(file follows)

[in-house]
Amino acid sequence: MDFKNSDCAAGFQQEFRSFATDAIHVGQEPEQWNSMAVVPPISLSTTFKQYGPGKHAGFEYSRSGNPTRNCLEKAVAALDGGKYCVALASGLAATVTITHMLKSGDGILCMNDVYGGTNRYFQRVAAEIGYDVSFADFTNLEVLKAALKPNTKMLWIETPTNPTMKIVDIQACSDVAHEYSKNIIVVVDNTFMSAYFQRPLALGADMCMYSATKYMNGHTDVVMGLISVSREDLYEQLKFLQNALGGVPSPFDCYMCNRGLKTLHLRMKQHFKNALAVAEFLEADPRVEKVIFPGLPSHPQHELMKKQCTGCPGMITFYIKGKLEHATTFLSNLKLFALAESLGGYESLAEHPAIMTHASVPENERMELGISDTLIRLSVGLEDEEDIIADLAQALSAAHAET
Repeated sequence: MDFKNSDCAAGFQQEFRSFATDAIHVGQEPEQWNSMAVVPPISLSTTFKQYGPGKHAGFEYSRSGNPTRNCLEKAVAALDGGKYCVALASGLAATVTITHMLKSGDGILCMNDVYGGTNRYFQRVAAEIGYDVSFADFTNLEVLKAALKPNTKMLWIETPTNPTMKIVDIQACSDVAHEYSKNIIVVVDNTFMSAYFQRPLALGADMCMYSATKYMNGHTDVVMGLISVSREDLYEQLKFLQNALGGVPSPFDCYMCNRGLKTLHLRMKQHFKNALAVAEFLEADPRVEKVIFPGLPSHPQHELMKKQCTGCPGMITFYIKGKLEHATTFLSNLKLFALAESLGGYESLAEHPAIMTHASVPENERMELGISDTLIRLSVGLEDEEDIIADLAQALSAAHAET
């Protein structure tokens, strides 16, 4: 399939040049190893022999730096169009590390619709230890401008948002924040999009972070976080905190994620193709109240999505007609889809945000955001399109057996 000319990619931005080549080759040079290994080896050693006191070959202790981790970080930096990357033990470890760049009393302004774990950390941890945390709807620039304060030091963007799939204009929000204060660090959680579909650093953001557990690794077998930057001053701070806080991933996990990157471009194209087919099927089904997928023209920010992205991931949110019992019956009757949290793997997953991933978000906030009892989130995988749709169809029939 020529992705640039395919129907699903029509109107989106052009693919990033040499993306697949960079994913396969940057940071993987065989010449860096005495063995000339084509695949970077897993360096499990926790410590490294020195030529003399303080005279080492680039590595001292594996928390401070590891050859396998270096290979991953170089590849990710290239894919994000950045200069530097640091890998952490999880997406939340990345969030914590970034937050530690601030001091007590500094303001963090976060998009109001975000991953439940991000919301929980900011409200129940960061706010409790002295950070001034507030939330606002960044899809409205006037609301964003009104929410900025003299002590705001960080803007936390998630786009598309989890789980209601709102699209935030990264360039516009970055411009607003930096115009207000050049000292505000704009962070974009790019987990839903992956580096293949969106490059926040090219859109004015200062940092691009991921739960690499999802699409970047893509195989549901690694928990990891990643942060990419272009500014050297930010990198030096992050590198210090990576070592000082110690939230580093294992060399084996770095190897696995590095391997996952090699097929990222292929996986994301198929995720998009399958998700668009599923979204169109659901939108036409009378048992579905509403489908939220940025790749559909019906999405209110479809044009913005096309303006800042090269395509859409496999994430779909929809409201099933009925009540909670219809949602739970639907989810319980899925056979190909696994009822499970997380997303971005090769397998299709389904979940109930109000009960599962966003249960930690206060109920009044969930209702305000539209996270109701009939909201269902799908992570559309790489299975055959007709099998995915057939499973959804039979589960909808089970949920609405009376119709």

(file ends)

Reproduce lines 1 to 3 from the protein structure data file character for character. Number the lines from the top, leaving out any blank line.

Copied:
[in-house]
Amino acid sequence: MDFKNSDCAAGFQQEFRSFATDAIHVGQEPEQWNSMAVVPPISLSTTFKQYGPGKHAGFEYSRSGNPTRNCLEKAVAALDGGKYCVALASGLAATVTITHMLKSGDGILCMNDVYGGTNRYFQRVAAEIGYDVSFADFTNLEVLKAALKPNTKMLWIETPTNPTMKIVDIQACSDVAHEYSKNIIVVVDNTFMSAYFQRPLALGADMCMYSATKYMNGHTDVVMGLISVSREDLYEQLKFLQNALGGVPSPFDCYMCNRGLKTLHLRMKQHFKNALAVAEFLEADPRVEKVIFPGLPSHPQHELMKKQCTGCPGMITFYIKGKLEHATTFLSNLKLFALAESLGGYESLAEHPAIMTHASVPENERMELGISDTLIRLSVGLEDEEDIIADLAQALSAAHAET
Repeated sequence: MDFKNSDCAAGFQQEFRSFATDAIHVGQEPEQWNSMAVVPPISLSTTFKQYGPGKHAGFEYSRSGNPTRNCLEKAVAALDGGKYCVALASGLAATVTITHMLKSGDGILCMNDVYGGTNRYFQRVAAEIGYDVSFADFTNLEVLKAALKPNTKMLWIETPTNPTMKIVDIQACSDVAHEYSKNIIVVVDNTFMSAYFQRPLALGADMCMYSATKYMNGHTDVVMGLISVSREDLYEQLKFLQNALGGVPSPFDCYMCNRGLKTLHLRMKQHFKNALAVAEFLEADPRVEKVIFPGLPSHPQHELMKKQCTGCPGMITFYIKGKLEHATTFLSNLKLFALAESLGGYESLAEHPAIMTHASVPENERMELGISDTLIRLSVGLEDEEDIIADLAQALSAAHAET